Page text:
But hearing the words, “Do not be afraid,” from the one who was tortured, mocked, humiliated, and hung to die on a cross, carries a good deal more authority than it does when anyone else says it. When one who has experienced the fear above all fear, has experienced death itself, tells us not to be afraid, He speaks as one with authority. Jesus is not saying that things can’t go wrong. For surely he knows that they can. He is not saying that all will now be perfect, because we know that it won’t. When Jesus tells us not to be afraid, it is because ultimately we have nothing to fear. It is because whatever happens to us, no matter how bad it gets, God has the power to carry us through it. It is because whatever we have to face, we do not have to face it alone. It is because not even death is stronger than the love of God. It is because in the end, and sometimes even before it, God’s love is victorious. When Jesus tells us not to be afraid, he does so with authority.
The first word that the risen Christ speaks is translated “Greetings,” in our English version of the bible. It is a good translation, as the greek word being translated, was a form of greeting. The more literal meaning of the word however, is rejoice. I like that translation a little better, because if the women trusted Jesus, if they were able to leave behind their fear, then all that would be left is great joy. Great joy. That is what the resurrection is about. It does not offer a superficial happiness that must hide itself from the pain of the world. It does not offer a utopian existence free from all suffering. The resurrection of Jesus Christ faces all of the pain and suffering in the world, acknowledges the ducks that terrify us, and nevertheless proclaims with authority that we need not be afraid. For one who loves us more than we can love ourselves, has gone before us, and goes with us now. And with the power of the risen Christ, we may, from time to time, shed all fear and live fully. We may live in great joy and rejoicing, for Christ has risen. Amen.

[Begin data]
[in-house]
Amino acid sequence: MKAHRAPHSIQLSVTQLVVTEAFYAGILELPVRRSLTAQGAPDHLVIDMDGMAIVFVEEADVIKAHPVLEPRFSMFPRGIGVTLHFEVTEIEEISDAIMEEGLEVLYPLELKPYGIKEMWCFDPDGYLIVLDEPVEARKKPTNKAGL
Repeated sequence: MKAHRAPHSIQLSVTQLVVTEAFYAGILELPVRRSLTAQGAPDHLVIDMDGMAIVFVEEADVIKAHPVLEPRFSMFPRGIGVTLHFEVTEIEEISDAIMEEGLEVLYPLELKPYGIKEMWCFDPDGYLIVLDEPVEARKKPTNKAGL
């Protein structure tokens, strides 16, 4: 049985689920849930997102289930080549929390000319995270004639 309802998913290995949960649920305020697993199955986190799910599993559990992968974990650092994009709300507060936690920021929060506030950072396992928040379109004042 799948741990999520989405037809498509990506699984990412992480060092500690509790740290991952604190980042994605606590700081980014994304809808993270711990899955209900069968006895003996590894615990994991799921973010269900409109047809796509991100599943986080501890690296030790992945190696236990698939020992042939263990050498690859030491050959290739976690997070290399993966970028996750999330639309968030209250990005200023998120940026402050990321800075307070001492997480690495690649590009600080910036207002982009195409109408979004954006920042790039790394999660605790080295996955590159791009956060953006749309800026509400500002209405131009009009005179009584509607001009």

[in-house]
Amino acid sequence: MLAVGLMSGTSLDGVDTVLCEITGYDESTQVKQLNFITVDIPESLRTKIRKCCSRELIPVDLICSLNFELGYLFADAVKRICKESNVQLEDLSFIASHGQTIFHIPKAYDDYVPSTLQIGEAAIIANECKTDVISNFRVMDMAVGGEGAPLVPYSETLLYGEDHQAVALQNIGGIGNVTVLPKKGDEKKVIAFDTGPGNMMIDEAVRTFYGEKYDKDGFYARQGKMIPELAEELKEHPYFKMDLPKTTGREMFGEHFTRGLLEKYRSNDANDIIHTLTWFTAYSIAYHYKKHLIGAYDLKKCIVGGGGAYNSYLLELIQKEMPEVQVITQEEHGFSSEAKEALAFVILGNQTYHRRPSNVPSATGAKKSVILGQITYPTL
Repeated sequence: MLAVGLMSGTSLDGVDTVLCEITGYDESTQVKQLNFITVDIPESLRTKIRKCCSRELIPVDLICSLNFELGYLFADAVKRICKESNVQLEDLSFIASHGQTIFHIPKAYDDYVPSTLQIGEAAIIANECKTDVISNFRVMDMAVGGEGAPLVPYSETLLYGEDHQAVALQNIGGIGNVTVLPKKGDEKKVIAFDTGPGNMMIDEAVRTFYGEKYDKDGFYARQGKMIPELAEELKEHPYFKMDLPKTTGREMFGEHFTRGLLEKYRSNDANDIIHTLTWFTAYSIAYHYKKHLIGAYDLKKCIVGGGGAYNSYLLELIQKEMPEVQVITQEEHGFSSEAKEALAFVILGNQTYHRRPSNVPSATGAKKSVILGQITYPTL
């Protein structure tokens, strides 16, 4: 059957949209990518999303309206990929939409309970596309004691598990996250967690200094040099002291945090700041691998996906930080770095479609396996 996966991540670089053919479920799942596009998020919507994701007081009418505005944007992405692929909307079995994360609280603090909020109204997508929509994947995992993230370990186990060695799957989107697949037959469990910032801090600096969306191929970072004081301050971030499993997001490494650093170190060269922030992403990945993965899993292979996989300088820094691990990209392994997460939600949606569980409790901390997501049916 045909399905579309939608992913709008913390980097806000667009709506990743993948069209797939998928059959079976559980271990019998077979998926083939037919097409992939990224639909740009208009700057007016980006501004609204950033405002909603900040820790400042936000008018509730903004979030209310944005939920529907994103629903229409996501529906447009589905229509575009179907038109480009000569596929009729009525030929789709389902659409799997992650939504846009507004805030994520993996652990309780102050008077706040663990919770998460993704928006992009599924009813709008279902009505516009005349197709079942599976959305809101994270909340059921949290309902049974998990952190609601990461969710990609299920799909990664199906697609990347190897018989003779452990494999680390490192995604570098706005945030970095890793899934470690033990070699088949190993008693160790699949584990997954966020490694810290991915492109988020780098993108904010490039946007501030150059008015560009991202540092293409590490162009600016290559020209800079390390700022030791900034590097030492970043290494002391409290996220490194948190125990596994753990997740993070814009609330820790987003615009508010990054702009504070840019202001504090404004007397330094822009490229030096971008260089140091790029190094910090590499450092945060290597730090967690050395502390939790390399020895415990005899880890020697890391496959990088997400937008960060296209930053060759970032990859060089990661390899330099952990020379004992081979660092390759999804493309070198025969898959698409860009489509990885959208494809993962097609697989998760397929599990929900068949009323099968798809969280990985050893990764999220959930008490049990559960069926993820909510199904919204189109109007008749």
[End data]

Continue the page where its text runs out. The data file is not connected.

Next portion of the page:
My father, my brother, and myself are all diehard Kansas basketball fans. My father, and my grandmother both graduated from the University of Kansas, and they raised my brother and I as Jayhawks. Kansas does not have an awful lot to boast about, its not the most cosmopolitan state, its lacking in interesting geographical features, but they do have Kansas Basketball. The University of Kansas has a tradition of excellence in basketball dating back to when Wilt Chamberlain was a student. And we have made it into the NCAA Tournament, March Madness, every one of the last 28 years. And that, is what I want to talk about. The Tournament.
The NCAA Tournament is the one and only way to decide who is the National Champion, for Men’s College Basketball. It’s a thrilling single-elimination tournament featuring the best 68 teams in the country. And every year Kansas enters the tournament as a very high seed, this year, like most years, we were a number 1 seed. So I begin March, in a spirit of joy and pride. My Jayhawks just won yet another Big 12 title, and now they’ve gotten, yet another #1 seed for the Tourney. Things are looking good. This is gonna be the year. But this, was not the year. In fact, over those last 28 consecutive tournament appearances only once has this year, been the year. So, this year, like nearly every other year, my overwhelming excitement at Kansas’ great promise, is followed quickly by crushing disappointment. Literally, every year. I can’t help it. I can’t help but enter this cycle of joy and hope and disappointment. What choice do I have? I love Kansas, I want them to win, to be the champion, and the Tournament is how that happens. I have to cheer them on every year, even though I know that most likely, that crushing disappointment is coming for me. If I want to be cheering by the TV on the day of their future victory, I’ve got to be prepared to take some lumps along the way.
The people of Jerusalem had been waiting for a Messiah to redeem them, to throw off their oppressor’s and restore the glory of the Davidic Monarchy, for over 500 years, by the time Jesus rode that donkey into the city. Five hundred years ago, the Babylonians had conquered them. Since then, it had just been one imperial ruler after the next, Persia, Greece, and now Rome. But these were a proud people, a people who believed God had destined glory for them, and they held to the belief that God would one day send them a Savior, a Messiah, who would set things right.